In the words of the great Sachin Ramesh Tendulkar “You know you’re playing well when you’re playing from the opposite end as well,” which means to beat the opponent you need to get into their mind first. A batsman needs to know what the bowler is most likely to deliver and hence be prepared for it. Perhaps Sandeep shadowing that flick understood that the balls he bowled to Virat Kohli in the last over were a touch too full. Full enough to play that shot with the swing into his pads. In his second over Sandeep Sharma pulled his length back a little. This one pitched on off –middle had a hint of in-swing but because it was good length delivery Kohli was forced to dance down the track to meet the ball. He missed the ball. The ball dislodged the furniture and King Kohli had fallen to Sandeep Sharma for the fifth time.  Perhaps even that single shot from Virat Kohli summarizes RCB’s disappointing campaign so far.

Gayle and Kohli are done. AB De Villiers started a counter attack in Sandeep Sharma’s third over a straight drive four to an overpitched delivery. Then he smashed a six to a short ball. The next ball was the perfect length, the good length. De Villiers just like Kohli advanced down the pitched, played the short away from his body, this one swung away from him, caught the outside edge and Wridhiman Shah took it comfortably.

Sandeep Sharma became the first bowler ever, to dismiss Chris Gayle, Virat Kohli and AB DE Villiers in the same match. That too for just 16 runs combined. He finished with figures of 4-0-22-3. He now has 14 wickets in this tournament, 9 out which are top order batsmen. As it turned out RCB never recovered from these early blows and fell 19 short of the target. King XI Punjab defended the lowest total at Bangalore to keep their playoff hopes alive. For RCB it has been that kind of a tournament where their star-studded batting line-up has miss fired again and again.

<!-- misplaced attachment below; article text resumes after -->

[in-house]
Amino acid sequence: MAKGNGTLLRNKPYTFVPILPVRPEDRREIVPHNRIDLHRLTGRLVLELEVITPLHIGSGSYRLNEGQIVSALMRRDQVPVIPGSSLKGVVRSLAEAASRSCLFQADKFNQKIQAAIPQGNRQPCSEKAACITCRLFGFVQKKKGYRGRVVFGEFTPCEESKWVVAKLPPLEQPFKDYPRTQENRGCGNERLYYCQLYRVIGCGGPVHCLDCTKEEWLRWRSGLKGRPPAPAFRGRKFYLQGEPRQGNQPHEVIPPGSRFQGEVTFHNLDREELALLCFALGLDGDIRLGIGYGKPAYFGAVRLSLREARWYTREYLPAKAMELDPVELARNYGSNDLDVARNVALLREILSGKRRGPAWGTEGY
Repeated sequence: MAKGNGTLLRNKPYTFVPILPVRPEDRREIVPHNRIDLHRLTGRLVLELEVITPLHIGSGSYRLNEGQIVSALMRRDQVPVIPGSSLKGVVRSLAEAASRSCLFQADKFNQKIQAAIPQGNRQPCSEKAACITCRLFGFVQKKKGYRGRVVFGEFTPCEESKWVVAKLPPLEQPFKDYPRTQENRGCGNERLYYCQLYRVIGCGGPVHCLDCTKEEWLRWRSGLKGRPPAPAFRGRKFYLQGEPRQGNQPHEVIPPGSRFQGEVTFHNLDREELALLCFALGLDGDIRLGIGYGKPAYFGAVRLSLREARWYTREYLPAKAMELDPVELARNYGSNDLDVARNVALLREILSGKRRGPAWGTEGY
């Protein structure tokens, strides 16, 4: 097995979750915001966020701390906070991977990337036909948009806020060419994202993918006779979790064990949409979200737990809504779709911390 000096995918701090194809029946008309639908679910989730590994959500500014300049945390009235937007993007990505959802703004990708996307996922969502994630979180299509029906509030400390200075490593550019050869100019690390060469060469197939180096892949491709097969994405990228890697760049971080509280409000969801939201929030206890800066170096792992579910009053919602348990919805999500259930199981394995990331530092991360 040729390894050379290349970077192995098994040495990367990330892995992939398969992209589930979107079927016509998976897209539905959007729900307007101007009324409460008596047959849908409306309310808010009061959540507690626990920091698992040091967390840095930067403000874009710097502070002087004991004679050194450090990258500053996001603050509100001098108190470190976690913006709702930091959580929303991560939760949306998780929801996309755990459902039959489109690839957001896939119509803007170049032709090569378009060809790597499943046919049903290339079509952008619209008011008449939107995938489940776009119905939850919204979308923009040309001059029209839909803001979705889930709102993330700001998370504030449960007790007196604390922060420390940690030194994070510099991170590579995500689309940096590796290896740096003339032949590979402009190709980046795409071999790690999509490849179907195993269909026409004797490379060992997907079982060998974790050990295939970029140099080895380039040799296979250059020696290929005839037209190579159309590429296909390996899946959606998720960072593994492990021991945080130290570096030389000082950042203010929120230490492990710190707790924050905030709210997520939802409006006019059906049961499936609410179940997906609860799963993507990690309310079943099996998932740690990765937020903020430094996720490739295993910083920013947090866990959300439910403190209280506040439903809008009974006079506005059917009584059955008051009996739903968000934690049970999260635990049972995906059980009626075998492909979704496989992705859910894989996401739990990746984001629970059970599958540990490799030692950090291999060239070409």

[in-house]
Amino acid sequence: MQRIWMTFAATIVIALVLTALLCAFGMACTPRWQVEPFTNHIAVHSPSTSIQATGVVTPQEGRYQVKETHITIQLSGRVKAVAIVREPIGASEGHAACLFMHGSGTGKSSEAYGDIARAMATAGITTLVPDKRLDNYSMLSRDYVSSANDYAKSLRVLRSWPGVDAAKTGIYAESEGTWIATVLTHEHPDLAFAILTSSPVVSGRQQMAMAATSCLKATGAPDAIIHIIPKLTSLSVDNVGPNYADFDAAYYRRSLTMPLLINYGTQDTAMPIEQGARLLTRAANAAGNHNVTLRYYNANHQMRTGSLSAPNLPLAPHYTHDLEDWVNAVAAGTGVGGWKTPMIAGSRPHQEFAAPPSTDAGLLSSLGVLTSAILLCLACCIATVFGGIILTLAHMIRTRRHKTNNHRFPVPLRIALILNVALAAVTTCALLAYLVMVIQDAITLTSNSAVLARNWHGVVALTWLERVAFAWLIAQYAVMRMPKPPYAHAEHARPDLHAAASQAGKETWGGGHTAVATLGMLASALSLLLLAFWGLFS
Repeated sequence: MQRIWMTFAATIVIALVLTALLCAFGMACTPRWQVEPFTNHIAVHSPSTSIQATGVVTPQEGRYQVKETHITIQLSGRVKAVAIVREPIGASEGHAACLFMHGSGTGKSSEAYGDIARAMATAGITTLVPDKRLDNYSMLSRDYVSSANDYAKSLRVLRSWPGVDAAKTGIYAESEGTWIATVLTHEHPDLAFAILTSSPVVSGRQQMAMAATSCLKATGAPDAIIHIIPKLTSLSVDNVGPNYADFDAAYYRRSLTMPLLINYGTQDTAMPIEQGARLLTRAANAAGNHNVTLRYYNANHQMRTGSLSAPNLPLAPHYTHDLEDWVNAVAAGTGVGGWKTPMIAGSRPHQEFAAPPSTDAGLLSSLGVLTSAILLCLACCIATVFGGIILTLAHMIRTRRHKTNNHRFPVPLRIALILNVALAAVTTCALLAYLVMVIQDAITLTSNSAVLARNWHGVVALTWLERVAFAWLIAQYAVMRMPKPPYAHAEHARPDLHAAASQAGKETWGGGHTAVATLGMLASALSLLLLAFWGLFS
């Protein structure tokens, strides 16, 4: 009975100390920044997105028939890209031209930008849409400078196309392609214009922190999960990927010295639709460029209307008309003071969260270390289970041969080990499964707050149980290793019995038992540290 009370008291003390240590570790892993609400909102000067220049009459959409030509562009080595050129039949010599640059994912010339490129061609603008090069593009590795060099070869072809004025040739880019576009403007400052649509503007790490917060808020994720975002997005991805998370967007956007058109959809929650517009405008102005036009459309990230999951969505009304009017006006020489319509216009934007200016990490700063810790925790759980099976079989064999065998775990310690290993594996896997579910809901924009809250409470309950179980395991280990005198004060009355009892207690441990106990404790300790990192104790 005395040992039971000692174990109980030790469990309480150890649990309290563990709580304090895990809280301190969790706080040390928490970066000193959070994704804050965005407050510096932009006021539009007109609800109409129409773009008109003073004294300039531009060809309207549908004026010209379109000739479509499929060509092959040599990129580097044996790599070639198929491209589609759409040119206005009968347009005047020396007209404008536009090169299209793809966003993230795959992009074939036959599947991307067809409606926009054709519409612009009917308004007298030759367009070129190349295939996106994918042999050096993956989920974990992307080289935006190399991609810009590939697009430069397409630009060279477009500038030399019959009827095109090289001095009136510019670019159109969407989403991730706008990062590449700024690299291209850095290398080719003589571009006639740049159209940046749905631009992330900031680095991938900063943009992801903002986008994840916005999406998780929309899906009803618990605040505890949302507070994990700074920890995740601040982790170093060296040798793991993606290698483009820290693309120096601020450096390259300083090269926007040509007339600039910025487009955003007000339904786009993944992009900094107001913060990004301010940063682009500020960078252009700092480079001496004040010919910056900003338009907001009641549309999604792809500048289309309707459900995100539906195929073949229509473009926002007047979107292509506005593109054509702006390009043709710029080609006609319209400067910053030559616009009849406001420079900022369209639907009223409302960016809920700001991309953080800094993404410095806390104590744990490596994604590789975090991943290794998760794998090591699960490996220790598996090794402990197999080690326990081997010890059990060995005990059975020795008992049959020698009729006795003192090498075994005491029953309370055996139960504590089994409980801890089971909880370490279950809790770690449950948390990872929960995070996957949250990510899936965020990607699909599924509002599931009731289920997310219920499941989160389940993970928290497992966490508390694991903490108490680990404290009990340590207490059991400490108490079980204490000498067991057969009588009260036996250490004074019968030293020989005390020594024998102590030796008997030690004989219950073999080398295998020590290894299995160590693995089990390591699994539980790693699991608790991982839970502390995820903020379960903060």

Apart from the swing may be Sandeep Sharma’s success has something do with his lack of pace as well. It is what we call dibbly- dobblies. A pace which easily entices the batsman to use his feet and dominate the blower who doesn’t poses any physical threat. All three batsmen looked to use their feet but the swing, the good length and the accuracy from Sandeep Sharma won the day for his side.

Four years ago Sandeep Sharma came into the limelight when he made the new ball talk in the ICC Under-19 tournament in Australia. His 4 wicket haul against the hosts in the final had him an overnight sensation. If you haven’t watched it, even if you have, still YouTube it. Australian opening batsman Jimmy Pierson shouldering arms to an in-swinger that crashed into his off stump is a treat to watch. Not so much for Jimmy but for the rest of us it is.

After receiving his consecutive man of the match award Sandeep Sharma said: “ My coach Viru pa (Virender Sehwag ) said my strength lies in swinging the ball, hence he advised me to pitch the ball up.”  Nothing about Sehwag is complicated. That will resonate in ways how he guides his players off the field. Swing bowling isn’t that simple though. It is not easy. Had it been it would have been called a cutter and ballet would have been called football.

Written by Babasish Nanda